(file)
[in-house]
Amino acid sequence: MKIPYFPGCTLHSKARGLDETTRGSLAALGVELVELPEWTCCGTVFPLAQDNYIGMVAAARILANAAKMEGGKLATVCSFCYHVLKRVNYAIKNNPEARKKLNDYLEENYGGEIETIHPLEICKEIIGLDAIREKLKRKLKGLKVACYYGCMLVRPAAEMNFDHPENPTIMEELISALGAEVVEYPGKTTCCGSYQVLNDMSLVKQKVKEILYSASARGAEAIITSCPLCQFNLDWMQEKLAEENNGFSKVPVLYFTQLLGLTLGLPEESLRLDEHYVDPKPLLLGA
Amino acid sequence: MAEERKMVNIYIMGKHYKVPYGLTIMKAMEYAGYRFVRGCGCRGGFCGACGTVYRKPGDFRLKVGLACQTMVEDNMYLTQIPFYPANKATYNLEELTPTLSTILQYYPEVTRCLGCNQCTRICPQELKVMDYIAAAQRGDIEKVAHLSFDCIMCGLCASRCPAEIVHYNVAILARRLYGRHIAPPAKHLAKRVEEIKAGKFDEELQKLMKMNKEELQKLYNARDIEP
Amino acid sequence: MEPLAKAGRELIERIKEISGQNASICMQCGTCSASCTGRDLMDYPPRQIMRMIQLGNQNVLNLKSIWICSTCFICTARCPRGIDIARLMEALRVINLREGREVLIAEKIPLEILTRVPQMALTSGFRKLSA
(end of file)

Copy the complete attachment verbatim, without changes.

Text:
[in-house]
Amino acid sequence: MKIPYFPGCTLHSKARGLDETTRGSLAALGVELVELPEWTCCGTVFPLAQDNYIGMVAAARILANAAKMEGGKLATVCSFCYHVLKRVNYAIKNNPEARKKLNDYLEENYGGEIETIHPLEICKEIIGLDAIREKLKRKLKGLKVACYYGCMLVRPAAEMNFDHPENPTIMEELISALGAEVVEYPGKTTCCGSYQVLNDMSLVKQKVKEILYSASARGAEAIITSCPLCQFNLDWMQEKLAEENNGFSKVPVLYFTQLLGLTLGLPEESLRLDEHYVDPKPLLLGA
Amino acid sequence: MAEERKMVNIYIMGKHYKVPYGLTIMKAMEYAGYRFVRGCGCRGGFCGACGTVYRKPGDFRLKVGLACQTMVEDNMYLTQIPFYPANKATYNLEELTPTLSTILQYYPEVTRCLGCNQCTRICPQELKVMDYIAAAQRGDIEKVAHLSFDCIMCGLCASRCPAEIVHYNVAILARRLYGRHIAPPAKHLAKRVEEIKAGKFDEELQKLMKMNKEELQKLYNARDIEP
Amino acid sequence: MEPLAKAGRELIERIKEISGQNASICMQCGTCSASCTGRDLMDYPPRQIMRMIQLGNQNVLNLKSIWICSTCFICTARCPRGIDIARLMEALRVINLREGREVLIAEKIPLEILTRVPQMALTSGFRKLSA